The Billiard Ball

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As portrayed in contemporary pop culture, billiards has become surprisingly lowbrow; a game primarily associated with smoke-filled pool halls, barroom brawls, garish intimacy, and/or fast con trick shots.  The irony, of course, is that billiards was once entertainment strictly for the gentry, popularized by royalty, such as King Louis XI of France, who introduced the first indoor billiards table.

The Billiard BallIn literature, the cultivated origins are equally evident, certainly ever since Shakespeare wrote “let’s to billiards” in Antony and Cleopatra (1606). Mark Twain, Charles Dickens, and Lewis Carroll are just some of the canonical authors who appreciated and fervently played the sport.  Rudyard Kipling, author of The Jungle Book, wrote about billiards in his tale, “My Own True Ghost Story” (1888).  So, too, did Italo Calvino in “Le Joueur de Billiard,” (1956); Winnie-the-Pooh creator A.A. Milne in “A Billiard Lesson,” (1914); and Wallace Stegner in “The Blue Winged Teale” (1950).

One of the most notable billiards-themed short stories is “The Billiard Ball,” penned in 1966 by Isaac Asimov, the Hugo Award winning science fiction author, who wrote or edited more than 500 books, including I, Robot, which was made into a movie starring Will Smith. “The Billiard Ball” appeared in his 1968 collection Asimov’s Mysteries.

In “The Billiard Ball,” a journalist recounts the events leading up to the discovery of an anti-gravity device in the mid-21st century.  The device results from the efforts and rivalry between billionaire Edward Bloom, who invented the device, and Nobel Prize winning physicist and Professor James Priss, who discovered the theories underlying the device.

Throughout the story, the two men successfully put their differences on hold by competing in friendly games of pool. However, as tensions mount regarding the feasibility of achieving anti-gravity, Bloom opts to prove the success of the device by staging a public challenge on a billiards table.  Specifically, he dares Priss to shoot a ball toward the center of a billiards table, where it will enter a zero-gravity field, thereby eliminating mass.  Priss takes the shot, sending the ball caroming into the field. But when the ball enters the device’s field, the ball vanishes and Bloom instantly collapses dead with a mysterious hole drilled through his chest, begging the question: Did Priss intentionally murder Bloom?

So what does any of this have to do with movies?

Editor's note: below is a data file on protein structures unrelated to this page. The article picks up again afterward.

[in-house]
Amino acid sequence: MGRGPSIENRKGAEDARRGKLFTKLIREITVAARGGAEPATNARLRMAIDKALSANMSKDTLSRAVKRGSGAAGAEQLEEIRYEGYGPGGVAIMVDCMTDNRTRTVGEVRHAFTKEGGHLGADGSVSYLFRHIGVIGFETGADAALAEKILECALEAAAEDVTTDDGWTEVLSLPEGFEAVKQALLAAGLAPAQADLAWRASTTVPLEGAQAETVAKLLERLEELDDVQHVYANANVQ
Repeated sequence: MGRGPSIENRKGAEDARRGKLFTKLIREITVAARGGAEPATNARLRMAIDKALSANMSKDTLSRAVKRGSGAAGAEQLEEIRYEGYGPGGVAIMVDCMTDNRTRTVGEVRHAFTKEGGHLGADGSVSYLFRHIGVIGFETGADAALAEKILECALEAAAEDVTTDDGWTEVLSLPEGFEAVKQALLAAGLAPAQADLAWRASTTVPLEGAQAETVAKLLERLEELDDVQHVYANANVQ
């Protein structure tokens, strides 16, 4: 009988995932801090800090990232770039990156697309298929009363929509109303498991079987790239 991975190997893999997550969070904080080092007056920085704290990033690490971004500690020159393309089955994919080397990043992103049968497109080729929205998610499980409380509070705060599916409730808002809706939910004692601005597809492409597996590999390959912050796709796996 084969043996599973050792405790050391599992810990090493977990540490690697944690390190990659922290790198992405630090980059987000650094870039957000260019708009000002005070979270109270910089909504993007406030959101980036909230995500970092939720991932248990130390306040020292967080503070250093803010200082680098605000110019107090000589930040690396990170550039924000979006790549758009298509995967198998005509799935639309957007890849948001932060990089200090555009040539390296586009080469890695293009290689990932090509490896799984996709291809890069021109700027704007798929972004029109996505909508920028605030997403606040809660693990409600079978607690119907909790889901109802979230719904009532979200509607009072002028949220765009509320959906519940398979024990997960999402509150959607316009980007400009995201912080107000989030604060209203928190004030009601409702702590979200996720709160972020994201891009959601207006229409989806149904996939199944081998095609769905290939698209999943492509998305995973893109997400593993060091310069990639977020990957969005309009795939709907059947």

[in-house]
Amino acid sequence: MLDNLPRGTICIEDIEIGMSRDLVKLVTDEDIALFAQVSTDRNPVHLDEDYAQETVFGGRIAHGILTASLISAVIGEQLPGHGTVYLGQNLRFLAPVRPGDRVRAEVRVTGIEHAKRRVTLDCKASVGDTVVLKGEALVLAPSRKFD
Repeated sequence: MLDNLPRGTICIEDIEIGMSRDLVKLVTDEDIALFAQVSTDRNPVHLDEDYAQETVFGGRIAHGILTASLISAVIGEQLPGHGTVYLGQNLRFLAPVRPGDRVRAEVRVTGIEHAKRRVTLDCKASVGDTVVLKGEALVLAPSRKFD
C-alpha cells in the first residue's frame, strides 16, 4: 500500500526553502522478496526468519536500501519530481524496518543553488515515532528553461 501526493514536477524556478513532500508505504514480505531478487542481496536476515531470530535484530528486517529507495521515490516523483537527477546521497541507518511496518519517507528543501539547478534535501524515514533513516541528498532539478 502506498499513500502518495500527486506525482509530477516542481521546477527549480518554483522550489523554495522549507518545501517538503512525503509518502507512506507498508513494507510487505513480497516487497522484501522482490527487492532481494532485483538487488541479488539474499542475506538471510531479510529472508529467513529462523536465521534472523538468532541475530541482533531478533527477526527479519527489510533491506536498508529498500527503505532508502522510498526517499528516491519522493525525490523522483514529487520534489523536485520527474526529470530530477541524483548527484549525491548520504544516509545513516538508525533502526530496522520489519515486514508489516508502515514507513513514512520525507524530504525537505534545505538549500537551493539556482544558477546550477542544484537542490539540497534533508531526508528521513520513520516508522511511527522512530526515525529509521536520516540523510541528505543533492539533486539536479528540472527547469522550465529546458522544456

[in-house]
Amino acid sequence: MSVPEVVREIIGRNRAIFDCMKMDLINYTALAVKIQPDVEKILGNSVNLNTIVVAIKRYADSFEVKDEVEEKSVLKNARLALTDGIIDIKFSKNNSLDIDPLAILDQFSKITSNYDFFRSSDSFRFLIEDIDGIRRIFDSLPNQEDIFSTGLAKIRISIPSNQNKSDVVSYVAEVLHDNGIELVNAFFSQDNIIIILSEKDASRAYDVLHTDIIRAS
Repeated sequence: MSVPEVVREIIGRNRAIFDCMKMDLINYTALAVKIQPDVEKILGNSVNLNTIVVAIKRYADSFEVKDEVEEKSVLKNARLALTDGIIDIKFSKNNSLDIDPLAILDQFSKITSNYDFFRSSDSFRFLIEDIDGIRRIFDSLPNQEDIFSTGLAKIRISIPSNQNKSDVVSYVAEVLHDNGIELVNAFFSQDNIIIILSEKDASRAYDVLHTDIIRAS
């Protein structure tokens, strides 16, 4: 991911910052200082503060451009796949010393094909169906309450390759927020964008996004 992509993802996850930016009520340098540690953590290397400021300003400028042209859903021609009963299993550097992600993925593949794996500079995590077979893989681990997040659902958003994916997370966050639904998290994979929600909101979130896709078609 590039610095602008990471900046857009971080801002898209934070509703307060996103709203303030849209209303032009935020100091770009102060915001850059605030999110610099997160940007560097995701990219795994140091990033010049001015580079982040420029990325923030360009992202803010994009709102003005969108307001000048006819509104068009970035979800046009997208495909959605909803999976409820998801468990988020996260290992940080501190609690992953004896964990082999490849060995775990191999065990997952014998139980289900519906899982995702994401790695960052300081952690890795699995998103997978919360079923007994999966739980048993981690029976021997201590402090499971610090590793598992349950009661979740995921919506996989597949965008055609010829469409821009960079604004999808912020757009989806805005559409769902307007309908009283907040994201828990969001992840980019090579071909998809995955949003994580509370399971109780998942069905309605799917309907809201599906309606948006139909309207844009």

As it happens, in 2013, Chelzea Hendrus and Tyler Johnson, two students at the University of Akron, created a 7-minute claymation adaptation of “The Billiard Ball” for their Extreme Physics (Physics Theatre) class.  The film, aptly titled The Billiard Ball, is available to watch here.

The characters’ names are changed (e.g., Professor Priss becomes Professor Higgs) and the film interweaves a lot of physics mumbo-jumbo not covered in the original story, but otherwise it’s an abridged version of the same famous Asimov tale, right down to the fatal, head-scratching carom shot. And the use of Mozart’s “Piano Concerto No. 21 in C major, K467 Andante” gives the film an appropriately foreboding feeling, even for watching two clay figures interact.

Lemon Tree Billiards HouseNow, does this signal a cultural shift for pool? A billiards literature renaissance? Will Leo Tolstoy’s “Recollections of a Billiard Maker” (1855) make it to the silver screen, just as his 864-page opus Anna Karenina did in 1987?  Given The Billiard Ball only has 310 views, probably not.

But, the notion of sourcing future billiards movies from literature is not as far-fetched as it may sound.  After all, the two most famous billiards movies – The Hustler and The Color of Money – were both adapted from novels written by Walter Tevis, as was the short billiards film The Lemon Tree Billiards House, which was based on a shorty story by Cedric Yamanaka. So, if Hollywood is looking to procure new material, there is a catalog of classic billiards stories awaiting perusal.


A special thanks to my colleague René G., who first turned me on to Asimov’s story, as well as many of the other great works referenced in this blog post.

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